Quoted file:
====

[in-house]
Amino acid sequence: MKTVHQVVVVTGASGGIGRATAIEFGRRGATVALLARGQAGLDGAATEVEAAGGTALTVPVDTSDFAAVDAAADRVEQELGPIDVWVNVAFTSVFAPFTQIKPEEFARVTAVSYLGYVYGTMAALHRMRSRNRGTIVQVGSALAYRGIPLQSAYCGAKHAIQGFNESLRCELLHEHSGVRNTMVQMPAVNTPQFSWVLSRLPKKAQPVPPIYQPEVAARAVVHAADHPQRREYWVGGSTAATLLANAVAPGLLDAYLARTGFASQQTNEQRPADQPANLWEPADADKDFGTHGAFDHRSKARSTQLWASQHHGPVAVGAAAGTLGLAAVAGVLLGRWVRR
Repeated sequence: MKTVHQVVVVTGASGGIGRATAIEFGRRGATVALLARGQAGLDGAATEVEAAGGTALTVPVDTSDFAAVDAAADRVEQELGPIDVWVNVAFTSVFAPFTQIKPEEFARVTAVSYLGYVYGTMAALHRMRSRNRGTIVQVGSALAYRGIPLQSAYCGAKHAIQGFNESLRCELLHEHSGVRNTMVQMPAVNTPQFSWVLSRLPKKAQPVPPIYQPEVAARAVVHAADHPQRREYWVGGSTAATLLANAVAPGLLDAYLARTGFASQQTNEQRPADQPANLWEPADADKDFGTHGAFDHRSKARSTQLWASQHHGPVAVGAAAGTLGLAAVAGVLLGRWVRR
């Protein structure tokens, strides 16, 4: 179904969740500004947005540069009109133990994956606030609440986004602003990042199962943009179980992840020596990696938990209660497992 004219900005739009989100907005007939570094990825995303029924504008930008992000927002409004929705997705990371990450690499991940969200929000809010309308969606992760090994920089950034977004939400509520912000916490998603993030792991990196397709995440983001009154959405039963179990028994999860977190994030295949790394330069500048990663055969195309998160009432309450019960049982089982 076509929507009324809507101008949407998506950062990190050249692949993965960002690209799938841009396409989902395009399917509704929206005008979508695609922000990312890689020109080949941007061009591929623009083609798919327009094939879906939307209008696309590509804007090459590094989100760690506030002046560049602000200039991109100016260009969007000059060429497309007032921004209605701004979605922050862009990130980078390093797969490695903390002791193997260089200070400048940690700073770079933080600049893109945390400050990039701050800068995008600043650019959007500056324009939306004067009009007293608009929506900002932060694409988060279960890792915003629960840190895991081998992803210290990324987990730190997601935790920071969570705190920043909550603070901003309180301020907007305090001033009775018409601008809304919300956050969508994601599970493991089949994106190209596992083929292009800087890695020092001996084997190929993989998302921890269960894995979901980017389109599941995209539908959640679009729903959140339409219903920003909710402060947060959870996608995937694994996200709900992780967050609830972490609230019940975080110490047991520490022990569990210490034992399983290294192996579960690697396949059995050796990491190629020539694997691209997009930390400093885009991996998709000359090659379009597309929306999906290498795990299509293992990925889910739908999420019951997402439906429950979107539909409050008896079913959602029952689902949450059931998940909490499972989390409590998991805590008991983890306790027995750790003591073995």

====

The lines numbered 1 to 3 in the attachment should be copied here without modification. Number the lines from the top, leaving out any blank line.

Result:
[in-house]
Amino acid sequence: MKTVHQVVVVTGASGGIGRATAIEFGRRGATVALLARGQAGLDGAATEVEAAGGTALTVPVDTSDFAAVDAAADRVEQELGPIDVWVNVAFTSVFAPFTQIKPEEFARVTAVSYLGYVYGTMAALHRMRSRNRGTIVQVGSALAYRGIPLQSAYCGAKHAIQGFNESLRCELLHEHSGVRNTMVQMPAVNTPQFSWVLSRLPKKAQPVPPIYQPEVAARAVVHAADHPQRREYWVGGSTAATLLANAVAPGLLDAYLARTGFASQQTNEQRPADQPANLWEPADADKDFGTHGAFDHRSKARSTQLWASQHHGPVAVGAAAGTLGLAAVAGVLLGRWVRR
Repeated sequence: MKTVHQVVVVTGASGGIGRATAIEFGRRGATVALLARGQAGLDGAATEVEAAGGTALTVPVDTSDFAAVDAAADRVEQELGPIDVWVNVAFTSVFAPFTQIKPEEFARVTAVSYLGYVYGTMAALHRMRSRNRGTIVQVGSALAYRGIPLQSAYCGAKHAIQGFNESLRCELLHEHSGVRNTMVQMPAVNTPQFSWVLSRLPKKAQPVPPIYQPEVAARAVVHAADHPQRREYWVGGSTAATLLANAVAPGLLDAYLARTGFASQQTNEQRPADQPANLWEPADADKDFGTHGAFDHRSKARSTQLWASQHHGPVAVGAAAGTLGLAAVAGVLLGRWVRR